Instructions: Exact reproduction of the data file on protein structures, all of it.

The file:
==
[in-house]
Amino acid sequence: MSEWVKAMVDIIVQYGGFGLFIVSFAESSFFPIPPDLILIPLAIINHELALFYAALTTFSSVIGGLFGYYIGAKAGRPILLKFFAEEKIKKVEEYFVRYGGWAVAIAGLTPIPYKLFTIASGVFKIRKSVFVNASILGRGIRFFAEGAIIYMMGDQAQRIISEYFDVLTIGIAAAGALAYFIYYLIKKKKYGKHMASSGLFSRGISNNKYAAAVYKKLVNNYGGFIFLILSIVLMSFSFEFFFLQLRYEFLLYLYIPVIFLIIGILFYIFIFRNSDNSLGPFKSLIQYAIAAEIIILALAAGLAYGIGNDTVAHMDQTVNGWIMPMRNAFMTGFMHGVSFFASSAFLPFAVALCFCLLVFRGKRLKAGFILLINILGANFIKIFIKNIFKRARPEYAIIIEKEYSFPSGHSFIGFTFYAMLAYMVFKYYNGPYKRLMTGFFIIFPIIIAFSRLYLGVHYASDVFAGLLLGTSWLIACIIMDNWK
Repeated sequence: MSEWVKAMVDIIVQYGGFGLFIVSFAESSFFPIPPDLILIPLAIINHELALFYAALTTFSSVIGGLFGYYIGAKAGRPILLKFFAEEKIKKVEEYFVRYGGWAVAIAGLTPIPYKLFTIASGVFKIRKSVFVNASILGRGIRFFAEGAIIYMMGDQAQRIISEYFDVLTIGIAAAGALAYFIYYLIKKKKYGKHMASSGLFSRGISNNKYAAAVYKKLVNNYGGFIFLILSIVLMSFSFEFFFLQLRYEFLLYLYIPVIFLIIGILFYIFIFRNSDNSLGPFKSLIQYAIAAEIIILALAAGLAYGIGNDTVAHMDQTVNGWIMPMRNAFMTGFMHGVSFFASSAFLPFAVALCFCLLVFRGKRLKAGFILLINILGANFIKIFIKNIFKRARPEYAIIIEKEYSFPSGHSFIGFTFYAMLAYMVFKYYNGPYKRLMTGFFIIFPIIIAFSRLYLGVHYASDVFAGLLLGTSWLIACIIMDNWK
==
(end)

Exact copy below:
[in-house]
Amino acid sequence: MSEWVKAMVDIIVQYGGFGLFIVSFAESSFFPIPPDLILIPLAIINHELALFYAALTTFSSVIGGLFGYYIGAKAGRPILLKFFAEEKIKKVEEYFVRYGGWAVAIAGLTPIPYKLFTIASGVFKIRKSVFVNASILGRGIRFFAEGAIIYMMGDQAQRIISEYFDVLTIGIAAAGALAYFIYYLIKKKKYGKHMASSGLFSRGISNNKYAAAVYKKLVNNYGGFIFLILSIVLMSFSFEFFFLQLRYEFLLYLYIPVIFLIIGILFYIFIFRNSDNSLGPFKSLIQYAIAAEIIILALAAGLAYGIGNDTVAHMDQTVNGWIMPMRNAFMTGFMHGVSFFASSAFLPFAVALCFCLLVFRGKRLKAGFILLINILGANFIKIFIKNIFKRARPEYAIIIEKEYSFPSGHSFIGFTFYAMLAYMVFKYYNGPYKRLMTGFFIIFPIIIAFSRLYLGVHYASDVFAGLLLGTSWLIACIIMDNWK
Repeated sequence: MSEWVKAMVDIIVQYGGFGLFIVSFAESSFFPIPPDLILIPLAIINHELALFYAALTTFSSVIGGLFGYYIGAKAGRPILLKFFAEEKIKKVEEYFVRYGGWAVAIAGLTPIPYKLFTIASGVFKIRKSVFVNASILGRGIRFFAEGAIIYMMGDQAQRIISEYFDVLTIGIAAAGALAYFIYYLIKKKKYGKHMASSGLFSRGISNNKYAAAVYKKLVNNYGGFIFLILSIVLMSFSFEFFFLQLRYEFLLYLYIPVIFLIIGILFYIFIFRNSDNSLGPFKSLIQYAIAAEIIILALAAGLAYGIGNDTVAHMDQTVNGWIMPMRNAFMTGFMHGVSFFASSAFLPFAVALCFCLLVFRGKRLKAGFILLINILGANFIKIFIKNIFKRARPEYAIIIEKEYSFPSGHSFIGFTFYAMLAYMVFKYYNGPYKRLMTGFFIIFPIIIAFSRLYLGVHYASDVFAGLLLGTSWLIACIIMDNWK